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Friday, February 18, 2005

RAFI: Touching people, shaping the future

by Maria Eleanor Elape Valeros
January 17, 2005 posted at www.thefreeman.com

The selection process for the 3rd Triennial Awards initiated by the Ramon Aboitiz Foundation, Inc. to honor outstanding institutions and exemplary individuals in the Visayas and Mindanao will begin after schedule for nomination closed last Friday.

The awards will be given in two categories: The Ramon Aboitiz Award for Exemplary Individual and The Eduardo Aboitiz Award for Outstanding Institution, both in the field of social development.

These awards were established to give recognition and encourage individuals and institutions who, through their efforts in bringing about hope and change for the better in the lives of the less-privileged, greatly reflect the philanthropic, humanitarian, and holistic ideals of Don Ramon and Eduardo Aboitiz.

It is with the hope that the winners of the Triennial Awards would inspire more individuals to exhibit leadership in responsible development advocacy and serve as catalysts of change; and also to develop strong partnership with government organizations, non-government organizations, civic and peoples organizations in bringing about desired, holistic societal change; and establish self-reliant communities whose values are responsive to the well-being of their members through the process of participation, capacity and institutional building, people empowerment and gender equity.

Through the efforts of RAFI, more and more individuals will dip their fingers in people-centered development as the foundation encourages the dynamic interplay between government, business, and civil society in the process of social development using the strategies of community organizing, coalition building, networking and linkages, capability building, and advocacy work.

ADDY BUDDY. “Hi! I am Archt. Loloy Castro, UAP, from Mandaue City. I read your article “Why hire an architect?” on THE FREEMAN, and I just can’t stop myself from sharing a few reactions. Hope you don’t mind. Point # 1. The Architecture profession is indeed demoralized in some ways. But before we blame anybody for anything, there are some things I noticed around with my colleagues. I had a chance to bid for a design project with a professional fee of 40+K, only to find out later that it was already awarded to another architect whose fee was 8K flat. Man, talk about professional practice and code of ethics! For sure, I can’t blame that guy if he needed money. But let’s face it, we were talking of an 8-bedroom ancestral home. I never knew how he came up with plans, blueprints, engineering fees, etc for 8K. And here’s the kicker: the house was to be built in Alcoy - some hundred kilometers away from where he lived. Again, talk about traveling expenses, etc.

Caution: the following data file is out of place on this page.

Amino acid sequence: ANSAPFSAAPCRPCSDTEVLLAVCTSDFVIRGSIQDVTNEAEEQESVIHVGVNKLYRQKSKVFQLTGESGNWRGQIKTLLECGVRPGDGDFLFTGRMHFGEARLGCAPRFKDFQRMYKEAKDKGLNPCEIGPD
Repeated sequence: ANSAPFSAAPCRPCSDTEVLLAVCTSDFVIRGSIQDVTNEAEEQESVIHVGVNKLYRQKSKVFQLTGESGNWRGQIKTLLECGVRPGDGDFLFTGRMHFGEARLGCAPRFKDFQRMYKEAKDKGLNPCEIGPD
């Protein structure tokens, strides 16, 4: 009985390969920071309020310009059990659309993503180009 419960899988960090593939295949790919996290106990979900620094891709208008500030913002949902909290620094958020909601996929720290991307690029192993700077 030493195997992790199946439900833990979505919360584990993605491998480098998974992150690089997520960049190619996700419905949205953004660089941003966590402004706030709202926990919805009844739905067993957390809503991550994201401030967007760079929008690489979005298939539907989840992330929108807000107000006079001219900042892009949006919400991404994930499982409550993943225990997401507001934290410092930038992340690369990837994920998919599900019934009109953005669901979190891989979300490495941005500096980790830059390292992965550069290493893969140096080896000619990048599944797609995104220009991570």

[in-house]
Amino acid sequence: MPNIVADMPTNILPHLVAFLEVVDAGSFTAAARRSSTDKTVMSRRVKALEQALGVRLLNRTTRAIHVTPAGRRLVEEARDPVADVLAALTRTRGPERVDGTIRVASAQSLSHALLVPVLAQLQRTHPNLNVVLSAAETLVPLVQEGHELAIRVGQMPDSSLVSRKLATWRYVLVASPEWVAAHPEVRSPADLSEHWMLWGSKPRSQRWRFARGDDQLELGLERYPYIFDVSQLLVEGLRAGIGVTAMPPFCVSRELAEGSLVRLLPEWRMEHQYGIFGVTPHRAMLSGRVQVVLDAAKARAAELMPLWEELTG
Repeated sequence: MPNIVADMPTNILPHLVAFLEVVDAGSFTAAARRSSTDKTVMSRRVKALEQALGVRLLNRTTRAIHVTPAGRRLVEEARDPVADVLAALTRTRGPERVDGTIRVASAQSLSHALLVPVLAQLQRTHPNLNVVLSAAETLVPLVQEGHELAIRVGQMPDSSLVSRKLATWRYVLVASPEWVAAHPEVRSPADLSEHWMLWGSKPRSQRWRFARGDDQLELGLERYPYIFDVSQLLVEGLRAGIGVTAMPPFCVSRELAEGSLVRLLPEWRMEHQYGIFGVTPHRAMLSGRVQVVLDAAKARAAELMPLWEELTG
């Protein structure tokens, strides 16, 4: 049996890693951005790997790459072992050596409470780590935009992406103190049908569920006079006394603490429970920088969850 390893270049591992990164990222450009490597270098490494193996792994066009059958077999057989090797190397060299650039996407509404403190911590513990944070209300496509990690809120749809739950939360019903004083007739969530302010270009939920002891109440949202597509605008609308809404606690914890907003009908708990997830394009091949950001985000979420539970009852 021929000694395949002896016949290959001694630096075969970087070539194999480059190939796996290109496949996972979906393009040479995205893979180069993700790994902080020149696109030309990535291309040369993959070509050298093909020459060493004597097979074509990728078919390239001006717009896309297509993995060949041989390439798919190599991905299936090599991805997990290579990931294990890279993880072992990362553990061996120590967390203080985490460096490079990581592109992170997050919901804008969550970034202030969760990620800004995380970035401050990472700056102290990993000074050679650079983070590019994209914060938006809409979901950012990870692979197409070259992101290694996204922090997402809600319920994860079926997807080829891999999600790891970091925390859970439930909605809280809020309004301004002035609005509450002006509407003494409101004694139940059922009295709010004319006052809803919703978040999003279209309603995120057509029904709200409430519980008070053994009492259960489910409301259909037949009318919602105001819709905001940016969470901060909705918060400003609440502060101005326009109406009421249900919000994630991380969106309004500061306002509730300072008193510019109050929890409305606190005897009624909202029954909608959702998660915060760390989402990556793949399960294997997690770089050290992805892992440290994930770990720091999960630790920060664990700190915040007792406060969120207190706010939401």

2. A lot of architects are going into construction, which is a deadly word for our code of ethics. I once saw an ad on a national broadsheet in 2002 of a contractor advertising his firm. Below his name was the line “FREE DESIGN”. Terrible bulls**t, and he is an architect.

3. Young architects (like me, in my mid 20’s; I work on my own) work in larger offices, mainly for experience, and the small amount of monthly income they receive, just to break even with daily expenses. A starting architect receives a net monthly salary of P6K, while doing all the works (design, CAD, models, presentations, etc) and the big fish gets all the credit. Some friends I know burn 9 hours a day at work, and spend another 9 working on sidelines just to keep things going. Again, they blame it on the economy. While some young ones become sales agents for building supplies and materials, others go to Saudi and Dubai for something bigger. And some resort to networking herbals and vitamins. Obviously, there’s nothing wrong with it. I guess it’s just all about the experience, and the thrill of the journey. But aren’t we supposed to be promoting this profession? And that involves veterans boosting the morale of new architects. I have an apprentice that I pay for P250 a day, + SSS and Philhealth, and overtime fee. I don’t have many projects, but we made a vow and took an oath to uphold this profession and be responsible mentors to our neophytes.

4. I am proud to be a graduate of a good university, and I should say, I’ve had a great deal of training under my mentors. What bothers me is the term “professional practice”. Some schools I know devote more units on drafting and drawing courses, than professional practice and ethics. In some points, the architecture profession being demoralized starts at the root of the academics. No wonder you have 8K architects, or those promoting “free services”. I believe that architects should help each other first and not play blind about our own professional issues. There is more to this profession than charging the right fees, getting hired and recognized, etc. I am truly inspired by the moves of the UAP to promote the profession, and I’m also happy that finally, the society is beginning to sink in. Thanks too for your article, it’s giving us more confidence this time. Peace! – Panfilo “Loloy” Castro, Jr. .

For your comments, reactions, suggestions, and contributions crank up my addy: pinay_mangatkatay@yahoo.com.

7/21/2006 07:08:00 PM | Anonymous DHLLyNcryW said....   

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